Extended Households and Economic Dynamics in Orkney, Scotland, 1851-1901

Julia A. Jennings, Pennsylvania State University
Corey S. Sparks, University of Texas at San Antonio
James W. Wood, Pennsylvania State University
Patricia L. Johnson, Pennsylvania State University
Timothy M. Murtha, Pennsylvania State University

In preindustrial agrarian economies, the household is the primary unit of production, consumption, and demographic decision-making. Chayanov hypothesized a strong relationship between the intensity of domestic food production and the household’s demographic life cycle, summarized by changes in its consumer/producer (C/P) ratio. Hammel notes that the unfavorable changes in C/P ratios predicted for nuclear families may be reduced by household extension. We use a 50-year annual run of household data from a site with frequent household extension, the northern islands of Orkney, Scotland. Three issues are addressed: (i) does the moderating effect of extension on C/P ratios work as postulated by Hammel, (ii) do unfavorable C/P ratios in nuclear families predict subsequent household extension, and (iii) what is the effect of C/P ratios on the risk of household fissioning?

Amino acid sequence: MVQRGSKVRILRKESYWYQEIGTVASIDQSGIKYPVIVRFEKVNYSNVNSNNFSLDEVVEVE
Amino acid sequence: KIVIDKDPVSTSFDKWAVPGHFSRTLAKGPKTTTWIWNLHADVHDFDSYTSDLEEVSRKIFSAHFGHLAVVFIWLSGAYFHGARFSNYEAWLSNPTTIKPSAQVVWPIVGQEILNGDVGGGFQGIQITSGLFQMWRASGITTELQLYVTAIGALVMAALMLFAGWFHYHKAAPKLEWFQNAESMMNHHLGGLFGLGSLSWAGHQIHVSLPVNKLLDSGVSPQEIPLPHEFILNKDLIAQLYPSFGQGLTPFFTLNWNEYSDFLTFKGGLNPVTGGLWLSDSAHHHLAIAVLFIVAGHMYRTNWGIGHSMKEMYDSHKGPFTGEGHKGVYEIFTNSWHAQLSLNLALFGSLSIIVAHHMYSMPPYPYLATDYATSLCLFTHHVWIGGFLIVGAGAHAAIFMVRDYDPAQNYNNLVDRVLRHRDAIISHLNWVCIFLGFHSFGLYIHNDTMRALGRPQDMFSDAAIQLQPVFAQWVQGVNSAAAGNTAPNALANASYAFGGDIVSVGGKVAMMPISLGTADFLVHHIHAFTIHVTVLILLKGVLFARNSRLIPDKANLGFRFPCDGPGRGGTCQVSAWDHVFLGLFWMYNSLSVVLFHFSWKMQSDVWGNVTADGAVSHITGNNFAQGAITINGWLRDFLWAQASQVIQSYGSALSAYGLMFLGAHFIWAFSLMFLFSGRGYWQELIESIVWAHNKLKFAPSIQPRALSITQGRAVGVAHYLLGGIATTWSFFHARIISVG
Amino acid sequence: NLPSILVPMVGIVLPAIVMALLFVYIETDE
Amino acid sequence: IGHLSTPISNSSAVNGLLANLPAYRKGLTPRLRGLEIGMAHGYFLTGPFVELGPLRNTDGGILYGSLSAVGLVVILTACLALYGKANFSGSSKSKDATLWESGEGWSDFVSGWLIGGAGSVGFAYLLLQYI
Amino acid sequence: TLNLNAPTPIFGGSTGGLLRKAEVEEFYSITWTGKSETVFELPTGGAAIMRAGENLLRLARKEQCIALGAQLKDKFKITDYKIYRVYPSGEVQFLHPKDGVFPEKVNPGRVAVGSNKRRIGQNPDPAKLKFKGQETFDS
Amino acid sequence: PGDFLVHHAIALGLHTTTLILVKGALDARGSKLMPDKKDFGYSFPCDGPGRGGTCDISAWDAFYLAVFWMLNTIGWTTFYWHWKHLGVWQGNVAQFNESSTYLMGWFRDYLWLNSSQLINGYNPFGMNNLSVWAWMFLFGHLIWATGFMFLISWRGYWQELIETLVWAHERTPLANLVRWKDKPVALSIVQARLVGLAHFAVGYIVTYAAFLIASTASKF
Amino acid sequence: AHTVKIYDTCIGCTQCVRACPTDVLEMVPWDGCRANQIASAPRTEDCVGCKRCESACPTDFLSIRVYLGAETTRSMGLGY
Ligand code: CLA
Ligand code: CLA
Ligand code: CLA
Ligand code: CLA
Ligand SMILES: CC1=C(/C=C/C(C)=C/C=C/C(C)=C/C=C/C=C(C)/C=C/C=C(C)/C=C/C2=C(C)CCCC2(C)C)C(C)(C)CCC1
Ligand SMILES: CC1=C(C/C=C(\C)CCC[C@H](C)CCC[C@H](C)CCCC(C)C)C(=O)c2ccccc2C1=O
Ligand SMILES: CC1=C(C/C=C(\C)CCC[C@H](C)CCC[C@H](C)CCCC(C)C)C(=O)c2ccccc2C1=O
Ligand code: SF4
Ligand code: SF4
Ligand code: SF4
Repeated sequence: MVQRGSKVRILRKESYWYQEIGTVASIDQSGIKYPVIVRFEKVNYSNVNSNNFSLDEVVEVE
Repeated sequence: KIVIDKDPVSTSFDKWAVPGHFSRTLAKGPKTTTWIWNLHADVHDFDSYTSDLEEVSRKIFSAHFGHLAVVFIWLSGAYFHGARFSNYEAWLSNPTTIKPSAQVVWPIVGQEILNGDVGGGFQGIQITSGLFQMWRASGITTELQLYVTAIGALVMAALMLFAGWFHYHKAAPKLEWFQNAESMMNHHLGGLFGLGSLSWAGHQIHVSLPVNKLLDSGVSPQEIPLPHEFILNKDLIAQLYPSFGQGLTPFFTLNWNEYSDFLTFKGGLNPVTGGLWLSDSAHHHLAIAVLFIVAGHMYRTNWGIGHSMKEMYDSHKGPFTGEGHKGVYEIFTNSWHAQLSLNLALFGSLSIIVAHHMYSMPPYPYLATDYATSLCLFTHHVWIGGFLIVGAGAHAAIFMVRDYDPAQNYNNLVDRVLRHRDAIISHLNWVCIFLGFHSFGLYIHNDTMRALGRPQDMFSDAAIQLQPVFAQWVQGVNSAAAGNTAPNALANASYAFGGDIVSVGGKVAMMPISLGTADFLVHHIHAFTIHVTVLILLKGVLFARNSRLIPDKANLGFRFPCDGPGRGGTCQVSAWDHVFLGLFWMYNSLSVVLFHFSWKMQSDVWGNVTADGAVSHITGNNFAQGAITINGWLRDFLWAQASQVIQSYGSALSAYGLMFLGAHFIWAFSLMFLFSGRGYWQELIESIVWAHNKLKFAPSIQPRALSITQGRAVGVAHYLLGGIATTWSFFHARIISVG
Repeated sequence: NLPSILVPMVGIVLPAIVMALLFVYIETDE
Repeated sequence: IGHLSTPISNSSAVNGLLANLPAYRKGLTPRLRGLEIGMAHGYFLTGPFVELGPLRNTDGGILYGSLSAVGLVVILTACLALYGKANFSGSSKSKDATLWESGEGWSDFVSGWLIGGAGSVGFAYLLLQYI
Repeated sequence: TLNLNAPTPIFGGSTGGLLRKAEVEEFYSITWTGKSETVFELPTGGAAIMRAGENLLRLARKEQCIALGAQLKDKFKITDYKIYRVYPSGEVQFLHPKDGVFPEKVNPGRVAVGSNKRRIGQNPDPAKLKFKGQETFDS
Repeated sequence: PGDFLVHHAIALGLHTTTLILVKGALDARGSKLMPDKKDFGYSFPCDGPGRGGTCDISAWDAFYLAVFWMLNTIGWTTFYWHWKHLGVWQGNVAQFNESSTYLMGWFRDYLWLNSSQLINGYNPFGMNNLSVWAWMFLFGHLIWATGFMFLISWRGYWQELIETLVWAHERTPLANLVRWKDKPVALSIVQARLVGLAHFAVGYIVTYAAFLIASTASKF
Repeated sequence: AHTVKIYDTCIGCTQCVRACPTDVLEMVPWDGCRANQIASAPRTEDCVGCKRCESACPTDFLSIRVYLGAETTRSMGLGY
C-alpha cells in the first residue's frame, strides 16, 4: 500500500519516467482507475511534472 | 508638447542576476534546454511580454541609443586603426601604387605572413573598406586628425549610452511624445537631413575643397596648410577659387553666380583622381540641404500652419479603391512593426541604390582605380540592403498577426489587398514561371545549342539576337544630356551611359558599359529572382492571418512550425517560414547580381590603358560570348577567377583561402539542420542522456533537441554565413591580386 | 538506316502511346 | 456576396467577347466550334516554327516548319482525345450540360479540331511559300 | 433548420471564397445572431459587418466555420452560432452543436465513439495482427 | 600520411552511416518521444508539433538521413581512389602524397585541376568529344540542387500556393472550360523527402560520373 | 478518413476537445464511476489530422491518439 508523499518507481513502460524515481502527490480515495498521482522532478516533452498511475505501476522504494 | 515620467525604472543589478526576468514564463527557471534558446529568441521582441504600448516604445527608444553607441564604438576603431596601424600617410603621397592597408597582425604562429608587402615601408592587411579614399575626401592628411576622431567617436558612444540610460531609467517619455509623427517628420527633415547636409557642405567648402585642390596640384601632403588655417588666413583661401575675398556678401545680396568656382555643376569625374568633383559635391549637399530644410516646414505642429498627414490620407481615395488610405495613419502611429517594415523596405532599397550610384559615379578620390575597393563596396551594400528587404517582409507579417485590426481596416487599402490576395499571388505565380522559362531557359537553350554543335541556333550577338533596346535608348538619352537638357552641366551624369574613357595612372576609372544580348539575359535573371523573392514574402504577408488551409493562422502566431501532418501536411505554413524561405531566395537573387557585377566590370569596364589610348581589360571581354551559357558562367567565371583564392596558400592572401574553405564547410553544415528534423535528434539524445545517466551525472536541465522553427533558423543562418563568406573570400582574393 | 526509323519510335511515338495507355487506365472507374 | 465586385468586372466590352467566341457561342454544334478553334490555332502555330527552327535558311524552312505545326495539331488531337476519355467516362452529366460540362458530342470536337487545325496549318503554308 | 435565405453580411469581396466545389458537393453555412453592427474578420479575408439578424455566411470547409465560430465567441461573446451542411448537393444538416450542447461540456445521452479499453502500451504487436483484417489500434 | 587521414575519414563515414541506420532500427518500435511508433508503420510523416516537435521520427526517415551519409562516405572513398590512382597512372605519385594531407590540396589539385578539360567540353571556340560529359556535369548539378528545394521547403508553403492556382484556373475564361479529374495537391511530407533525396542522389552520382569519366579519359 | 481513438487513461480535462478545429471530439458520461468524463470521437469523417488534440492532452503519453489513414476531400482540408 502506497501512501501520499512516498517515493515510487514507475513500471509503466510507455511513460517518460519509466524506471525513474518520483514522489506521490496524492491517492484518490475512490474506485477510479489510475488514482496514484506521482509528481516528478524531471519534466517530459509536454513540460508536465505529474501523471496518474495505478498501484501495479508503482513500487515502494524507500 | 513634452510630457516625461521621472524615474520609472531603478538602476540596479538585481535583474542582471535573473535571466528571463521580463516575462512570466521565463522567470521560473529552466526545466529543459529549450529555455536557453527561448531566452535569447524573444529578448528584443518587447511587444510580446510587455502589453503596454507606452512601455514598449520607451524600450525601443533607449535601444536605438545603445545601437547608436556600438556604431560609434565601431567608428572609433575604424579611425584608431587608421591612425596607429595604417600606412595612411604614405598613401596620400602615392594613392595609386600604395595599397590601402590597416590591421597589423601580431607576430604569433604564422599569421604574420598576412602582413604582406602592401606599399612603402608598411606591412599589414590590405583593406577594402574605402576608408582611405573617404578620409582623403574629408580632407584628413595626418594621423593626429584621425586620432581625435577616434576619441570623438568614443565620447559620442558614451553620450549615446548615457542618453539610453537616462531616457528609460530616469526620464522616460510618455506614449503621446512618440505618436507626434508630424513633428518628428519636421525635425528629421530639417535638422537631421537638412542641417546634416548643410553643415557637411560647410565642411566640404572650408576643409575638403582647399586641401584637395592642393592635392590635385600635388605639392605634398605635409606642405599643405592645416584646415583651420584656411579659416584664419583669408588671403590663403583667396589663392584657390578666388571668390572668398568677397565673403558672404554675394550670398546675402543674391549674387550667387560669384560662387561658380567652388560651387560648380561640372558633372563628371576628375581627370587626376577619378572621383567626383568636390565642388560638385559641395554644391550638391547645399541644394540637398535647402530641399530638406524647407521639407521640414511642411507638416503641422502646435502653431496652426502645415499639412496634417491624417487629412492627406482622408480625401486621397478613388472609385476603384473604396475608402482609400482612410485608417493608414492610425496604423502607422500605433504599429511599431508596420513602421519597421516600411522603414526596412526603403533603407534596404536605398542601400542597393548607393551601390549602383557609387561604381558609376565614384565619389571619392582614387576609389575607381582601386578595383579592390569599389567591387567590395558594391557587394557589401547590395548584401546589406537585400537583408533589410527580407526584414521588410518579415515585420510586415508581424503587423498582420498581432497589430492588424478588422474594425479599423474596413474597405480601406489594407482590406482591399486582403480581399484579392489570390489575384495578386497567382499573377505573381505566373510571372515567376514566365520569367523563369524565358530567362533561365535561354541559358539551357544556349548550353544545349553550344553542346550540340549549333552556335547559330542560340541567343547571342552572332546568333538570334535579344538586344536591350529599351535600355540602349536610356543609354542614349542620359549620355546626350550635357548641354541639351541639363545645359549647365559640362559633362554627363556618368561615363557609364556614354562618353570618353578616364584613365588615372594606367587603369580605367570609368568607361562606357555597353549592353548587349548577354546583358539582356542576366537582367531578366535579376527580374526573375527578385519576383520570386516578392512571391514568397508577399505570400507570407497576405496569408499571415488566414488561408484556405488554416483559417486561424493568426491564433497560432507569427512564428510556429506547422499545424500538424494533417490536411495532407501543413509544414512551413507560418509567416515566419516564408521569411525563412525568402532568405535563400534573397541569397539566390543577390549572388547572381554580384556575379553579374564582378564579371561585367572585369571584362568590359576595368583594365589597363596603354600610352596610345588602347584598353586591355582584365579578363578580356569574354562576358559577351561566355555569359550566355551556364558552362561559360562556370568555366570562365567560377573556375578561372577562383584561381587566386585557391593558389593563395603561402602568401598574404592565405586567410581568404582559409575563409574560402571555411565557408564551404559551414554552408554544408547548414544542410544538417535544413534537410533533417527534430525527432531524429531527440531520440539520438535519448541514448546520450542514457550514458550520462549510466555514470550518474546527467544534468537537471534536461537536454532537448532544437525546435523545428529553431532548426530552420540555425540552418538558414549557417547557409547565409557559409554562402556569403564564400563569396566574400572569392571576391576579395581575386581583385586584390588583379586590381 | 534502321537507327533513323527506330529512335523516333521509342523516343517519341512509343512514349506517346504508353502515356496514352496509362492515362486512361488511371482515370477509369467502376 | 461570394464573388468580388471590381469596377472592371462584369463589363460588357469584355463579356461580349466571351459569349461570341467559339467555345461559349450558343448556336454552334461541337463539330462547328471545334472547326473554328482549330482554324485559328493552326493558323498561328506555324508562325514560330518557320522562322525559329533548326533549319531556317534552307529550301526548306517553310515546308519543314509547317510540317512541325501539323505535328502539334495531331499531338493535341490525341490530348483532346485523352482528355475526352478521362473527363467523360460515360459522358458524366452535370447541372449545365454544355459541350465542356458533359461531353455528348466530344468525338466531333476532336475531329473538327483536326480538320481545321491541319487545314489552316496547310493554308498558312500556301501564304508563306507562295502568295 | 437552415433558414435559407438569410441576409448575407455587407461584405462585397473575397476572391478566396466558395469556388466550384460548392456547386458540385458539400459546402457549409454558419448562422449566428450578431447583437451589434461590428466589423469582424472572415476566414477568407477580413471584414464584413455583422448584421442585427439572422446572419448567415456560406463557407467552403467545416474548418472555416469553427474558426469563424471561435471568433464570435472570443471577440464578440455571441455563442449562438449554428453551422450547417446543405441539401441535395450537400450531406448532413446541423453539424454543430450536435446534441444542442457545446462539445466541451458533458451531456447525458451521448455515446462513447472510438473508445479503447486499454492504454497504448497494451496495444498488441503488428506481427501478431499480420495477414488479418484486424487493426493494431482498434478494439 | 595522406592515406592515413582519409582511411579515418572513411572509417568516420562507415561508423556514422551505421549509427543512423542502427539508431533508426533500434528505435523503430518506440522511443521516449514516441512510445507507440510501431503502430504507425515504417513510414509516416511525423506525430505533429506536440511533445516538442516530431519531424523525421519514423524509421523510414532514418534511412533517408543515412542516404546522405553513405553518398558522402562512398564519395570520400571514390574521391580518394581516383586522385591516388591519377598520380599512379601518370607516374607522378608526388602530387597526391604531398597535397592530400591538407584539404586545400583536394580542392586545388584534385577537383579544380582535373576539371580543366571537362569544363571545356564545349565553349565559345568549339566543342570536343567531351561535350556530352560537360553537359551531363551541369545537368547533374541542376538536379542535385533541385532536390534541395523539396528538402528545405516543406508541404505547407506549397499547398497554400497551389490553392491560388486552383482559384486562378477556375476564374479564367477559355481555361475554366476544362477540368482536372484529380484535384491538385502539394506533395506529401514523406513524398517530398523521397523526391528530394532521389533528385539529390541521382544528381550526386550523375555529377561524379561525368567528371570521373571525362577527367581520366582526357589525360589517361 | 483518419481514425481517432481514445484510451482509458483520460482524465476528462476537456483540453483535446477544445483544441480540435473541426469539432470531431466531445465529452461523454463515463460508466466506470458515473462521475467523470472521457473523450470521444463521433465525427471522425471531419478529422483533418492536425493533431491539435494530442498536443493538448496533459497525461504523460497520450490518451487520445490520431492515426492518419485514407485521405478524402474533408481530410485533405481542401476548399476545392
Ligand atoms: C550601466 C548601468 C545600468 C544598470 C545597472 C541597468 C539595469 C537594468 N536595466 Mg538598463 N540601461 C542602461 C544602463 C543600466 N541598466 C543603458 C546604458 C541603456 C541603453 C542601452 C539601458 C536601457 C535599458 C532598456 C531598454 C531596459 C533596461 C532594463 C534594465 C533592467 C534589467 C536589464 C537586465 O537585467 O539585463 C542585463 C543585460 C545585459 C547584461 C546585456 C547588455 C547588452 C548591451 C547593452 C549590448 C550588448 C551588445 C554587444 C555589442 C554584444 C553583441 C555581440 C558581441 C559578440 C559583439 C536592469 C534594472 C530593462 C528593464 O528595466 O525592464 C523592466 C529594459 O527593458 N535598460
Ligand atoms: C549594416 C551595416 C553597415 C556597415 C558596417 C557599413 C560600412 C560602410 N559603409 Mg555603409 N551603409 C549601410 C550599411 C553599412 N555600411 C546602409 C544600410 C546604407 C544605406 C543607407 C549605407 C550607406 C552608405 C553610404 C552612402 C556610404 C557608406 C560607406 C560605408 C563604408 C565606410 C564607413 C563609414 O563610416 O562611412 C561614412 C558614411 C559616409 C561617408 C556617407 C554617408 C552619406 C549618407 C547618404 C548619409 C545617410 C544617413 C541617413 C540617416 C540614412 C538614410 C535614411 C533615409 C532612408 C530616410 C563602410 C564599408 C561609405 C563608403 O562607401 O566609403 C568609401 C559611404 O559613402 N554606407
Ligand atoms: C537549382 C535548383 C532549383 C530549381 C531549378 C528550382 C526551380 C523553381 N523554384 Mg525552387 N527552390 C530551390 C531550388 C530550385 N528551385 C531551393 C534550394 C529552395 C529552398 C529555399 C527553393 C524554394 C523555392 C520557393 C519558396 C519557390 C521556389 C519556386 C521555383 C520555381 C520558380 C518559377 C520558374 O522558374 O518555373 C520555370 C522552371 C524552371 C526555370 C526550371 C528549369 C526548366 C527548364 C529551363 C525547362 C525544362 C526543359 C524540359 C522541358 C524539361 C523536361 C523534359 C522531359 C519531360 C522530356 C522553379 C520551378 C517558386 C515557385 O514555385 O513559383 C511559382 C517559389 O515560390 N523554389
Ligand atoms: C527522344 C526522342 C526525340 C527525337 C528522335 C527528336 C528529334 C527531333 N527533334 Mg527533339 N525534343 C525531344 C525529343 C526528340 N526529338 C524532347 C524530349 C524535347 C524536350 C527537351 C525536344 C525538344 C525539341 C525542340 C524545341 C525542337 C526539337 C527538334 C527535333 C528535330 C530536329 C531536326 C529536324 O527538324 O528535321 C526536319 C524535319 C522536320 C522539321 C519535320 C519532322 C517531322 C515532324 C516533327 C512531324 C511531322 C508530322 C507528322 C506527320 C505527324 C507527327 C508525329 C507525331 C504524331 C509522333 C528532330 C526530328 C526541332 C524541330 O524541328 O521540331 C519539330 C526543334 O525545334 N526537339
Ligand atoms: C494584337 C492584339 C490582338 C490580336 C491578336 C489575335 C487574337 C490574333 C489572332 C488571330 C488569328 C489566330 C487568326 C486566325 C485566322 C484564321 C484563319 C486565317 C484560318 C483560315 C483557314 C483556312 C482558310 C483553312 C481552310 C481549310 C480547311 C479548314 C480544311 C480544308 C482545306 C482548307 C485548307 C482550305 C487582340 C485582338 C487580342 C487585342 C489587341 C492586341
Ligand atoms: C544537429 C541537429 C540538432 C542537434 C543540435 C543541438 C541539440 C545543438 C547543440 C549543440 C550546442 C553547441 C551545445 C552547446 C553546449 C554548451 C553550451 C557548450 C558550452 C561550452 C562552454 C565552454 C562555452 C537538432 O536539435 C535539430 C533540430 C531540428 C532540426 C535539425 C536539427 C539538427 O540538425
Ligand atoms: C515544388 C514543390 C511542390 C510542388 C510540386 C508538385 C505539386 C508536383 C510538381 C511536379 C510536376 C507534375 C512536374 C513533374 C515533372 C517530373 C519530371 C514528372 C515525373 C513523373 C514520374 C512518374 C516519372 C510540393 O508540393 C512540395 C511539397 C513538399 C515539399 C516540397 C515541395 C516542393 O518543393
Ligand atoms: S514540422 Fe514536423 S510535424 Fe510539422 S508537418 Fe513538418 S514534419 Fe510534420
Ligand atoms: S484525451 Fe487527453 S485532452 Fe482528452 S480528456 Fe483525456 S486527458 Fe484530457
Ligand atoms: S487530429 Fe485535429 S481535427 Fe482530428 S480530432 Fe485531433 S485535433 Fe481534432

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Presented in Poster Session 5